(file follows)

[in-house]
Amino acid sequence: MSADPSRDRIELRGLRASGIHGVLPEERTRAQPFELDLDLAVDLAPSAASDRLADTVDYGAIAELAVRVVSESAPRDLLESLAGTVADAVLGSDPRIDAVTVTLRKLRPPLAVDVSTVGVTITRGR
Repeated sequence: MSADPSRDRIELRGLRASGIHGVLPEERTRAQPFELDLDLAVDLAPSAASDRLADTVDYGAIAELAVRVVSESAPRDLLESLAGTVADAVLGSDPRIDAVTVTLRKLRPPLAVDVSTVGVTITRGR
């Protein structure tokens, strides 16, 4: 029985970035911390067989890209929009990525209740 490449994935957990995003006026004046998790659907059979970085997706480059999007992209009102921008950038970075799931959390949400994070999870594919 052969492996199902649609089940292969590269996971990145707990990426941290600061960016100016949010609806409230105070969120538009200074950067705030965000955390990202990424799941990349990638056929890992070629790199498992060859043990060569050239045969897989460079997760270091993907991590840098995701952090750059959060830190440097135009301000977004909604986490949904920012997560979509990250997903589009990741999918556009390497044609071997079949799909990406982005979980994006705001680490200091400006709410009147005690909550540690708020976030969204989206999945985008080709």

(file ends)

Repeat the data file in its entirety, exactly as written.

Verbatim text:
[in-house]
Amino acid sequence: MSADPSRDRIELRGLRASGIHGVLPEERTRAQPFELDLDLAVDLAPSAASDRLADTVDYGAIAELAVRVVSESAPRDLLESLAGTVADAVLGSDPRIDAVTVTLRKLRPPLAVDVSTVGVTITRGR
Repeated sequence: MSADPSRDRIELRGLRASGIHGVLPEERTRAQPFELDLDLAVDLAPSAASDRLADTVDYGAIAELAVRVVSESAPRDLLESLAGTVADAVLGSDPRIDAVTVTLRKLRPPLAVDVSTVGVTITRGR
């Protein structure tokens, strides 16, 4: 029985970035911390067989890209929009990525209740 490449994935957990995003006026004046998790659907059979970085997706480059999007992209009102921008950038970075799931959390949400994070999870594919 052969492996199902649609089940292969590269996971990145707990990426941290600061960016100016949010609806409230105070969120538009200074950067705030965000955390990202990424799941990349990638056929890992070629790199498992060859043990060569050239045969897989460079997760270091993907991590840098995701952090750059959060830190440097135009301000977004909604986490949904920012997560979509990250997903589009990741999918556009390497044609071997079949799909990406982005979980994006705001680490200091400006709410009147005690909550540690708020976030969204989206999945985008080709």